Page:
“The WorldPride theme – Gather, Dream, Amplify – is about articulating the future we want for the LGBTQIA+ community and calling for support to realise it,” he said.

“We are excited to have the support of 13 medical colleges, including the RACGP, across both countries. We want junior doctors to feel empowered to choose their desired career path regardless of their sexual orientation or gender identity.
“Many doctors and medical students still feel unable to be true to their LGBTQIA+ identity in the healthcare setting, and so do many of our patients. For LGBTQIA+ patients, this can lead to poorer health outcomes and experiences. We want to help close this gap, so all doctors and medical students can bring their authentic selves to work, and all patients can seek timely care without fear of discrimination or judgement. Pride in Medicine supports current and future doctors to create that world by providing a community that can hear and understand their challenges, guide and advocate for them and their patients.”

Doctors and medical students can find more information about how to join the group and its online forums via its Instagram, @prideinmedicine, and its website:

Associate Professor McNair is a GP academic in inner Melbourne and Chairperson of the Pride Foundation Australia. She said the research clarifies that LGBTQIA+ people in Australia still face health inequalities linked to discrimination and social stigma.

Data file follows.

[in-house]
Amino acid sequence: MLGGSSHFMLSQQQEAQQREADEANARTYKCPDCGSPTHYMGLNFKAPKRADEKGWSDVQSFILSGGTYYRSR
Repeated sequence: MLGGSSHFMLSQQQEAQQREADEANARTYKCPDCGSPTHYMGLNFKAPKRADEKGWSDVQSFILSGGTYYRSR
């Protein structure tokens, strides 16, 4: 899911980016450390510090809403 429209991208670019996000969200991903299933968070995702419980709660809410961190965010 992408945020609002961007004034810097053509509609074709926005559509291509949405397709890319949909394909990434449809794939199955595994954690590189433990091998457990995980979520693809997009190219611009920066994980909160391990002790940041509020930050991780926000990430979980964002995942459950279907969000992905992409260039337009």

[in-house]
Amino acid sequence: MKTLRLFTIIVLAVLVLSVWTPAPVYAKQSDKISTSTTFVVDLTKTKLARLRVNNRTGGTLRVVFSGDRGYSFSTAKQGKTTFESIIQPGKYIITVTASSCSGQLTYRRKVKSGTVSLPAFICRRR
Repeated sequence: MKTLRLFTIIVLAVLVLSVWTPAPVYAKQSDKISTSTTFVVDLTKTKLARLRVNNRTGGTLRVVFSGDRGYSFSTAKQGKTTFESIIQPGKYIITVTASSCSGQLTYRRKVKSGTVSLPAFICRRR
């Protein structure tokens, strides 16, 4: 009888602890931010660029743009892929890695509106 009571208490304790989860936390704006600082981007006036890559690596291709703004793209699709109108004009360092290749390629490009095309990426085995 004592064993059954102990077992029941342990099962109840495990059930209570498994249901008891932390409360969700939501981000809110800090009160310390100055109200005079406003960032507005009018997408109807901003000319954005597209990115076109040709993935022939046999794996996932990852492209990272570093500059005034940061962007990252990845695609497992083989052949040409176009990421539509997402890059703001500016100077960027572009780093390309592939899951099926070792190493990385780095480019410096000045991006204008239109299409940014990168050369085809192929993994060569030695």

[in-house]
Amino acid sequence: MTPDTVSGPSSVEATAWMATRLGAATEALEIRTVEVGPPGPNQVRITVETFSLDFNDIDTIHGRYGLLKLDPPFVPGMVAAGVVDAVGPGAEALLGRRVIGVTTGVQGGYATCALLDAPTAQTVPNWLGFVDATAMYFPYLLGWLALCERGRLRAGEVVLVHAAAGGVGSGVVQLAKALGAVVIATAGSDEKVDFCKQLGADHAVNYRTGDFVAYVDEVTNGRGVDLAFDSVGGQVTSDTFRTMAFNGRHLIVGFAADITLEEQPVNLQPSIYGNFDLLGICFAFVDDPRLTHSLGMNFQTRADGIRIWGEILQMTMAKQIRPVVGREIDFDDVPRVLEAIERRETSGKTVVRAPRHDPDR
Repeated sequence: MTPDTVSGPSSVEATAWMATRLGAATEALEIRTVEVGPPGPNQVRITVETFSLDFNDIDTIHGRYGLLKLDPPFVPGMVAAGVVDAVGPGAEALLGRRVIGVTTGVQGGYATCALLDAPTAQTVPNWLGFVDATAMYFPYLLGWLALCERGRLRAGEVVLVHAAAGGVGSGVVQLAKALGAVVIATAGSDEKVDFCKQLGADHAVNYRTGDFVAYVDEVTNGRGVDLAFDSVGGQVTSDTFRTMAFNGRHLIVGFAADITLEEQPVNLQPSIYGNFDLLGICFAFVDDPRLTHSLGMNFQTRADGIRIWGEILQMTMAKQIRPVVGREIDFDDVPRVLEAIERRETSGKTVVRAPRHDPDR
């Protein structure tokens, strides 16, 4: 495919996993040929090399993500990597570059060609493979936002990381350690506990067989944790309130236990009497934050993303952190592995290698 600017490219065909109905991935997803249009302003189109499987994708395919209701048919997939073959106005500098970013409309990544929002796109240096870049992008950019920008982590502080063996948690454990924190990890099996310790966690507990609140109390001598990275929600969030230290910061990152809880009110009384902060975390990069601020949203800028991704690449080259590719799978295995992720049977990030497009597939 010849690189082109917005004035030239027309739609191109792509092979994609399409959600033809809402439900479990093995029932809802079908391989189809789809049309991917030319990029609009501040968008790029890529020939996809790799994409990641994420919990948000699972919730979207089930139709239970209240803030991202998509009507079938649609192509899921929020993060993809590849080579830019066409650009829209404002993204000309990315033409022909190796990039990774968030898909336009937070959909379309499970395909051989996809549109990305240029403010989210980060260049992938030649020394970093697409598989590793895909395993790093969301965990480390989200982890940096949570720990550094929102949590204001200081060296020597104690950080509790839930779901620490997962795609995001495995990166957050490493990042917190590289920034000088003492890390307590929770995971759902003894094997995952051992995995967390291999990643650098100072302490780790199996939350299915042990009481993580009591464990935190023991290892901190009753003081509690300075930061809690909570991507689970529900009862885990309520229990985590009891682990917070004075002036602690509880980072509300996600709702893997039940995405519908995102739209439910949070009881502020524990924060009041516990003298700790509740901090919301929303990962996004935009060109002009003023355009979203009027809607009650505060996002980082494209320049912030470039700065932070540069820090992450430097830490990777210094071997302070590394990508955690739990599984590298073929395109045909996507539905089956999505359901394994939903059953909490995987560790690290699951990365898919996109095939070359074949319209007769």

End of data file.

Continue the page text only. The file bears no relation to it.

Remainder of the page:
“The LGBTQIA+ community faces substantial health inequalities,” she said.

“Mental health is a significant area – there is an exceptionally high suicide risk, worse for subgroups such as trans and non-binary people, those with disabilities, and young people. They also face higher cancer risk factors and possibly higher prevalence of some cancers, more harmful substance use and a more significant STI burden among subgroups such as men who have sex with men and transgender people. People with intersex variations are still experiencing unwanted surgeries, infertility and discrimination.

“The major contributors to these differences are a wide range of experiences of trauma, including family rejection, school bullying, workplace discrimination, family violence, abuse within society, and marginalisation. A big issue is the fear of discrimination in healthcare settings which reduces help-seeking, reduces preventative care and leads to the later presentation of illness. This is all preventable by educating ourselves as doctors and other health professionals.